A Conversation With Robert Kaplan

A Conversation With Robert Kaplan

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from C. Peter McColough Series on International Economics

Robert Kaplan discusses the importance of fiscal policy and structural reform, how changes in energy markets and in demographics are affecting Texas, and the slow growth challenges facing the U.S. and global economies.

The C. Peter McColough Series on International Economics brings the world's foremost economic policymakers and scholars to address members on current topics in international economics and U.S. monetary policy. This meeting series is presented by the Maurice R. Greenberg Center for Geoeconomic Studies.

KEENE: So let us begin. This is—it seems always at the Council on Foreign Relations exceptionally timed, not only within the politics of the nation but within our economics. Let me go through the obligatory notes. This is the C. Peter McColough Series. And we do this today with Robert S. Kaplan, who will always be for me of Harvard and I believe of a small Wall Street firm, but now is affiliated with the Dallas Fed. This is the series on international economics, and it is international in that so much of our monetary economics today is linked.

We’ll go about a half an hour and then your question, please no lectures. No follow-up question. I don’t know how to do them. I’ve never developed the presidential skill of follow-up questions, but your good questions. This is an on-the-record session. That’s always a good thing. And as members, we look forward to your questions. You’ll have a microphone, which we need because CFR’s streaming this worldwide, as well as other media groups, including Bloomberg Radio and Bloomberg Television. And we thank Ted Fine and our team for putting that together today.

Yes. It says here please limit yourself to one question because the moderator can’t remember the second one. And of course, keep it concise so he can get in as much as we can. We’ve got a hard out at 9:00 a.m. because of the president’s schedule. This is a joy—I should point out the celebration of the Council on Foreign Relations new website. It is the definitive vehicle for international relations. And of course, I keep telling Ambassador Haass, put in more economics, put in more economics. And so I guess today we have a double celebration of the website of the Council on Foreign Relations, but also the heritage of your venue.

The Dallas—all the Feds are different. And the Dallas Fed is different. The view from—is twenty-two-hundred or two-thousand-two-hundred North Pearl Street? What do they say? Twenty-two-hundred? I think that’s the Texas way.

KAPLAN: I had not thought about it. Yeah, 2200 sounds good to me, yeah.

KEENE: The view is different. And it may be the Georgia School and it may be the legacy of McTeer, and of course the relationship with our nation (to the south ?), but there’s a heritage about the Dallas Fed that is different.

And so with that I’m not going to go through your bio, because it will just take too long, other than to say he was Marshall Professor at Harvard Business School by way of the University of Kansas, which is always a good thing. What have you learned about the heritage of the Dallas Fed, parachuting in?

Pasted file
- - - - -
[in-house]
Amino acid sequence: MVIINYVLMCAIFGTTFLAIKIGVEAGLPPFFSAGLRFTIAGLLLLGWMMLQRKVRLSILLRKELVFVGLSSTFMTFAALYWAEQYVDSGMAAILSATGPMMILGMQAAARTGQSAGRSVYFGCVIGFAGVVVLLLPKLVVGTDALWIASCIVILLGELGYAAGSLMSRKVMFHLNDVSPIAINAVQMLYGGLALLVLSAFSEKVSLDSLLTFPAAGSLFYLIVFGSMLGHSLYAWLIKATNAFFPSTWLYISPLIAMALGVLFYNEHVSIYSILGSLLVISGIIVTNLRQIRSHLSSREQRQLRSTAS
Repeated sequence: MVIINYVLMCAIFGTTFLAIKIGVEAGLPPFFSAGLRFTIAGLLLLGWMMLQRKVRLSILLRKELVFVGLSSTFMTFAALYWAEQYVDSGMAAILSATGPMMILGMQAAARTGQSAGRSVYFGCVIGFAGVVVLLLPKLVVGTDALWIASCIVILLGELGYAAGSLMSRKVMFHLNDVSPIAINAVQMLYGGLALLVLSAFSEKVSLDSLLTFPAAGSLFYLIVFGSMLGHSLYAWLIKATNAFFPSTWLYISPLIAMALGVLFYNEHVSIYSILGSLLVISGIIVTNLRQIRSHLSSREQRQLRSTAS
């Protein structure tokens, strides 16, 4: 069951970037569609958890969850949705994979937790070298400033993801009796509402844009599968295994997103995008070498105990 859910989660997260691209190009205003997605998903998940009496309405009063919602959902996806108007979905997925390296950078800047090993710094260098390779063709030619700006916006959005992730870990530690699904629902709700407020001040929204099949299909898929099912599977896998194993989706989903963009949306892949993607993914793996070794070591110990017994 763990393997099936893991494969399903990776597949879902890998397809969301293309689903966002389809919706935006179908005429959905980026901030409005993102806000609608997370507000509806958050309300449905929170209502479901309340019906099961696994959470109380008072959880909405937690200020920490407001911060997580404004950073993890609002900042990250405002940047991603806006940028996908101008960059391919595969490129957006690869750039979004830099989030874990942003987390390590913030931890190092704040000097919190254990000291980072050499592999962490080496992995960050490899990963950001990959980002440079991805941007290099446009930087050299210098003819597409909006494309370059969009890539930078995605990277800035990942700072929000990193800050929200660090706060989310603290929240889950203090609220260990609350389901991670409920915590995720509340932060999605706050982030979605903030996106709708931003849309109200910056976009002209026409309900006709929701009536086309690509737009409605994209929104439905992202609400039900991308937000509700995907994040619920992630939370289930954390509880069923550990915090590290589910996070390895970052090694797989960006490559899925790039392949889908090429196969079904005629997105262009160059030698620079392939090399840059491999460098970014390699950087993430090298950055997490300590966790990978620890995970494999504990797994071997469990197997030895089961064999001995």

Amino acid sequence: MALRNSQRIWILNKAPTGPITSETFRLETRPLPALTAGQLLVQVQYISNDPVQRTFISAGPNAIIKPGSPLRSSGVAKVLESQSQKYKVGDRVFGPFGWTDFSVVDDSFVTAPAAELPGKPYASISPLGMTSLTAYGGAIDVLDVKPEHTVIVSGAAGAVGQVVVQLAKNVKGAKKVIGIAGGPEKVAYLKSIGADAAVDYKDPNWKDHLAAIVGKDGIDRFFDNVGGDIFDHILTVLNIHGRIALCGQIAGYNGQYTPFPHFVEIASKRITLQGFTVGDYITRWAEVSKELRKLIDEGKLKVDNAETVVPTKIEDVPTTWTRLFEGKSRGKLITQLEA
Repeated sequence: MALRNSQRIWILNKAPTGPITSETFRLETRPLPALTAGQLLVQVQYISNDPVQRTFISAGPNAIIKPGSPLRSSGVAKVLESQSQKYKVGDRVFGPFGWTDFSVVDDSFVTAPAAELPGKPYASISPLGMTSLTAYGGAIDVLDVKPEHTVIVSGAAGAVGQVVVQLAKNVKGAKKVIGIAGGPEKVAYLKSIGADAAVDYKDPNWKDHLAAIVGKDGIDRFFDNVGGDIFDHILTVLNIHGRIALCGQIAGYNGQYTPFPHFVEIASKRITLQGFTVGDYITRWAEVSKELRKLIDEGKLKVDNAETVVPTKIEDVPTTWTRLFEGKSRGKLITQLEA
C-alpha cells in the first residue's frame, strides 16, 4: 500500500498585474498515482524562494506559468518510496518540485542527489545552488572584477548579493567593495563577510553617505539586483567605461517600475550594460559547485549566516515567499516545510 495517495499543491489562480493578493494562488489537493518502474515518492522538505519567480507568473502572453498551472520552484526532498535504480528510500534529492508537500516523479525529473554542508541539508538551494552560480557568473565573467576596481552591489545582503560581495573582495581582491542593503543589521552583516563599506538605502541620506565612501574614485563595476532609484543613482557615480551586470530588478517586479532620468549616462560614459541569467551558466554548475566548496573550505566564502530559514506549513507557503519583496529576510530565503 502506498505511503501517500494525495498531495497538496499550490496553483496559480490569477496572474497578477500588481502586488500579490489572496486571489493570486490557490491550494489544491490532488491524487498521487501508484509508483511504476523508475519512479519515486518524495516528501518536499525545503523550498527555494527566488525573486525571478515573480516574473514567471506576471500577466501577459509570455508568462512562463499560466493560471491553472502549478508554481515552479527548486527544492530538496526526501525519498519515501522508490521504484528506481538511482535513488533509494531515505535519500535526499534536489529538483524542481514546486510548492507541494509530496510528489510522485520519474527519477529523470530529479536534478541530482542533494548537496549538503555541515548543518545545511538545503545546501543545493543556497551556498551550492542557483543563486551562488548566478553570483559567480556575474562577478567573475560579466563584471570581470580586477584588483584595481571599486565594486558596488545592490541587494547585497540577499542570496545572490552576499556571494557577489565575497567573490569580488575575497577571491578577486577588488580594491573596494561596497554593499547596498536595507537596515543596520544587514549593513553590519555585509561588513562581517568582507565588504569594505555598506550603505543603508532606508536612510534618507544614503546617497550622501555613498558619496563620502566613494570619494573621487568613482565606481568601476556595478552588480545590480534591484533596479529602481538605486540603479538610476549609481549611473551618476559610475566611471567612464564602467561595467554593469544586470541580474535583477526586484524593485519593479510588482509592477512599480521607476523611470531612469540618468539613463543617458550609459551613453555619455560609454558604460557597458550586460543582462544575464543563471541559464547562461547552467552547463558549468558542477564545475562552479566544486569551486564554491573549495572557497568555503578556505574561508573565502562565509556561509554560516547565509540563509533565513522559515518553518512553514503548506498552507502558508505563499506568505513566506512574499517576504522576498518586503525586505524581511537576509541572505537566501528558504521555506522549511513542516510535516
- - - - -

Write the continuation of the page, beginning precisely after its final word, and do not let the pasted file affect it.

KAPLAN: Well, there’s a great history in the Dallas Fed, but what—the most significant thing to me about the 11th District is the business dynamics. It’s the largest energy producer in the United States, largest exporting state—Texas is—in the United States. Growing very rapidly.

KEENE: Maybe the president will go after you after he’s gone after the Germans.

KAPLAN: Well, I won’t even go near that. (Laughter.) But—(laughs)—and we’re growing very, very rapidly. We’re—the migration of people and firms to the state of Texas in particular has been a significant trend that is accelerating over the last 15 years.

KEENE: We have a national growth rate, 2, 3 percent, whatever it is. What’s the Texas growth rate, if we’re at 2, 3 percent?

KAPLAN: We’re growing about a full percentage point faster over the last 15 years on average every year. And so what it’s going to be this year, I’m not sure. But for lots of reasons, people and firms are moving to the 11th District. So we’re growing very rapidly.

KEENE: And that’ll be one of our themes here, particularly to dive into the concept of John Edwards’ two Americas. And maybe we can talk, not—your district’s outside Texas, but the two Texas’ is a more general statement. I want to go to an idea that I was talking with our Matt Boesler about. And this is this wonderful thing. This is a mouthful, folks. For those of you not in economics, this is why you’re not in economics. The Dallas Fed trimmed mean PCE. That’s your proprietary view of inflation. What I know in my work in Bloomberg is inflation and the vector of it now is front and center. Is the vector up or is the vector to disinflation again?

KAPLAN: So it’s been weak the last couple of months. If you go step a little further back, it’s been gradually increasing from 14, 15 to 16, now to 17. The thing that’s giving people pause is over the last two months, particularly March, for a number of I think idiosyncratic reasons, inflation dipped. Telecommunication pricing, other factors. But you notice the PCE came out—personal consumption expenditures came out yesterday. And I think it showed me that the April number is sort of back on trend. The number—most people quote the trailing 12 months. And you’ll notice the trailing 12 months after yesterday declined. But the reason for that is not that April was weak. It was that a year ago April was so strong. So I actually think while inflation has been slow and uneven, I don’t think we have a deteriorating trend. I don’t believe that’s what’s going on.